** Discrete vs Continuous Data **

Data is the most salient entity in statistics as it is necessarily the “study of the collection, organization, analysis, and interpretation of data”. The numerical data used in statistics fall in to two main categories. They are discrete data and continuous data.

**What is discrete data?**

If the numerical data can take only an at most countable number of values, then such data is called discrete data. An at most countable number is either finite or countable. An example will illustrate this further.

A five question test is given to a class. The possible number of correct answers a student can get is 0, 1, 2, 3, 4, and 5: only 6 possibilities, and this is a finite number. Therefore, if we collect data of the number of questions correctly answered by a student, then that particular data will be discrete.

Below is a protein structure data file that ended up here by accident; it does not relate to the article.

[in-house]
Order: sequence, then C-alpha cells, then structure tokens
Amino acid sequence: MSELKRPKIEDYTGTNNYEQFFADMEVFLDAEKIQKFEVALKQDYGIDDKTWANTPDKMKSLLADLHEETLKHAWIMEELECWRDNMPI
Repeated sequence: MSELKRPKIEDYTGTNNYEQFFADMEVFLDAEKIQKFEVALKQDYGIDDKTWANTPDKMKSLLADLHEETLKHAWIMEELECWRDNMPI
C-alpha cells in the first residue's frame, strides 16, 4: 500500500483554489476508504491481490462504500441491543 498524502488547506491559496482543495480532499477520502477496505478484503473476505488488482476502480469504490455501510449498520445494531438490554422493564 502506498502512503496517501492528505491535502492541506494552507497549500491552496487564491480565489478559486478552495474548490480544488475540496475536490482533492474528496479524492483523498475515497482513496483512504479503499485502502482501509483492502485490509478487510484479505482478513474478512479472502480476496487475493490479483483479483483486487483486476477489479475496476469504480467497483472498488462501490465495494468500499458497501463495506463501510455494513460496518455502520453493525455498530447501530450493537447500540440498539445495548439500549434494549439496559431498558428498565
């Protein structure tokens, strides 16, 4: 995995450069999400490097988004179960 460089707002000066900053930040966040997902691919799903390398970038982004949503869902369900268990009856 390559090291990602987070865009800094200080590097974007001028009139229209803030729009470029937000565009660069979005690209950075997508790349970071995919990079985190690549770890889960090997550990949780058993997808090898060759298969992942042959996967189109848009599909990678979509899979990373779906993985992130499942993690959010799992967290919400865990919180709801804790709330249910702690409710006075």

In a game, one has to shoot a target. If we collect the data of the number of times one shot until he hit the target, then the values will be 1, 2, 3, 4 … and so on. Theoretically, these values need not have a finite limit. But these values are countable. Hence, the data we collected as “the number of times one shot until he hit the target” is a discrete data.

Discrete data most commonly occurs when the data can take certain values or when counting is done to take the data.

**What is continuous data?**

The numerical data that can take all the possible values within a range is called continuous data. Hence, if a continuous data falls in the range 0 to 5, the data points can take any real number value in between 0 and 5.

For example, if we measure the height of the students in a class, then the data points can take any real number value within the range of height of humans. But, if we add an additional restriction as “a student’s height to the nearest centimeter”, then the collected data will be discrete since it can take only a finite number of values. Similarly, an unrestricted measurement would always yield a continuous set of data in theory.

• Discrete data can take at most countable number of values, whereas continuous data can take any number of values. • Discrete data usually occurs when data is collected by counting, but continuous data usually occurs when data is collected by taking measurements. |